You find cards along the way which allow you to draw upon new powers, weapons and armour to bolster you in combat through the deck-building side of Ravenbound. You need Mana to play the more powerful cards, so you have to find cards that provide you with Mana as well as ones with direct benefits.

Ravenbound deck building

Along the way you collect fragments from elite enemies and when empowered these become a further selection of cards to choose from. It feels a little unwieldy at first, but Ravenbound does a good job of doing the heavy lifting for you, and soon enough you’ll understand when to take the easy option, and when to opt for something more powerful but harder to play, balancing the risk and reward to try and further your run.

The Betrayer’s corruption, or Hatred, also comes into play here, as chests and items may be corrupted. If you can’t clear out a nearby Tear – a focus point of Hatred – then you have the option of opening the loot chest and taking on a portion of the Hatred that lies there. Each time you do so you open yourself to an even harder experience, with permanent buffs for enemies that will soon make you weigh up how much you want that chest.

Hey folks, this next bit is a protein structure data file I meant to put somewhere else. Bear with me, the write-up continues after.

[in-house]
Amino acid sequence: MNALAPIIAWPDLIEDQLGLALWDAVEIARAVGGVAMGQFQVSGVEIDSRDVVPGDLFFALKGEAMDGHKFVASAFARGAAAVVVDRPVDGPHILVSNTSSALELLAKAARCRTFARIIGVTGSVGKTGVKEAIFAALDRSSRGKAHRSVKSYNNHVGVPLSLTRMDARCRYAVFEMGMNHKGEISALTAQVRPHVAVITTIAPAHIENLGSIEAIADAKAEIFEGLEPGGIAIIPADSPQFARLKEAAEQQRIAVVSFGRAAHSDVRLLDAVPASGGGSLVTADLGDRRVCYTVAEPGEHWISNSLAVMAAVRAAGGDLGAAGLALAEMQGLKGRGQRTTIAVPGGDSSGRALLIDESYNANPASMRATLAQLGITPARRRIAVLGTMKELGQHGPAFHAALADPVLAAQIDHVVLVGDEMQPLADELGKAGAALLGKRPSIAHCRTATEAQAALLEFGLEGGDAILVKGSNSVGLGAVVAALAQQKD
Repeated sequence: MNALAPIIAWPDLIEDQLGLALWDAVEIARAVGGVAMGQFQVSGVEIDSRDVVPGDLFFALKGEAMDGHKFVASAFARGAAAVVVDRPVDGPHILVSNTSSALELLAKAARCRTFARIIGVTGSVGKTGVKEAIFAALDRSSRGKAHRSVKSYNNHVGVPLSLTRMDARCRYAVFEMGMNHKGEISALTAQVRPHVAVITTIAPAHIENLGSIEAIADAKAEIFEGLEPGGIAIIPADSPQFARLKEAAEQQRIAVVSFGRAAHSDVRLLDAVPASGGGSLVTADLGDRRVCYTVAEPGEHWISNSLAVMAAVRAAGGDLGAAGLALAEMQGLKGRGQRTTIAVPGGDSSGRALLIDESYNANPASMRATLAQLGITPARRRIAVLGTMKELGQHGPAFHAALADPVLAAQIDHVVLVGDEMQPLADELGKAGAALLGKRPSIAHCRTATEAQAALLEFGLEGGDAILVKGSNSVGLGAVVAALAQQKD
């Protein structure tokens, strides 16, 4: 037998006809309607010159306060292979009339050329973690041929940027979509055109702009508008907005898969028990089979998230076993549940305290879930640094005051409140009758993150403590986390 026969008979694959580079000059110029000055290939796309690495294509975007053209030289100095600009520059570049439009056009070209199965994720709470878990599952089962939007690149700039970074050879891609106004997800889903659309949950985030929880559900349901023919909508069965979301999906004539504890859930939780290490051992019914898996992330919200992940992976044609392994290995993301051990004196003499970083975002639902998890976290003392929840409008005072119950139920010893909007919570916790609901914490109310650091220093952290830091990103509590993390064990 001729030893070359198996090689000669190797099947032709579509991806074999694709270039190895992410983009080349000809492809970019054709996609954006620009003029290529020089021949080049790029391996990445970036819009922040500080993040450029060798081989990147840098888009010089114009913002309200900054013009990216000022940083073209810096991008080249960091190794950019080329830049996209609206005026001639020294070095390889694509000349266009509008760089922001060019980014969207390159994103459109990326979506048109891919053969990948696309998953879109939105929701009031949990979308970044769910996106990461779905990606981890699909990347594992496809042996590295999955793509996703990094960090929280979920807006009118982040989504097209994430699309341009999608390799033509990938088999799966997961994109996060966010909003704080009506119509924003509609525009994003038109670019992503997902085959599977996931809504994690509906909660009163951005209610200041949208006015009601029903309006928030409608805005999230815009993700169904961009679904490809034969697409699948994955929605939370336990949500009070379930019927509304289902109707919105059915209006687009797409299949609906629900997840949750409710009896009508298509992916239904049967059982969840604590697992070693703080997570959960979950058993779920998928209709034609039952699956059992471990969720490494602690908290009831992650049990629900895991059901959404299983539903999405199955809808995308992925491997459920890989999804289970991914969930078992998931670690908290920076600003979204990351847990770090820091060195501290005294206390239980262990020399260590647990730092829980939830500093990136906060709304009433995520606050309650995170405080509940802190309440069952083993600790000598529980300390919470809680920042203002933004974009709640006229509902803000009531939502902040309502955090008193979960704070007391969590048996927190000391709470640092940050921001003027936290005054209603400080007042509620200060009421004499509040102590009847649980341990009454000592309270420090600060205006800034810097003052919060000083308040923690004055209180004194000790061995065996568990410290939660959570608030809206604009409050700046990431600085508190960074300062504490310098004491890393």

Ravenbound feels like it’s caught between its multitude of genres; while it’s clearly an indie roguelike, the open world setting and high quality visuals may confuse players as to exactly what it is they’re experiencing and what they should be expecting. If you go into it with your expectations tempered, Systemic Reaction has crafted something that’s both intriguing and involving, but that is almost undone by its own desire to impress.

Ravenbound is a striking Scandinavian fantasy, and one that’s often a delight to experience. However, this particular open world can often feel too empty and lifeless, relying on a player's thorough involvement in its collection of gameplay ideas to stay engaged.
  • Excellent combat
  • Beautiful Nordic fantasy setting
  • Flying through the sky as a raven
  • The world can feel lifeless
  • Combat can become repetitive
Written by
TSA's Reviews Editor - a hoarder of headsets who regularly argues that the Sega Saturn was the best console ever released.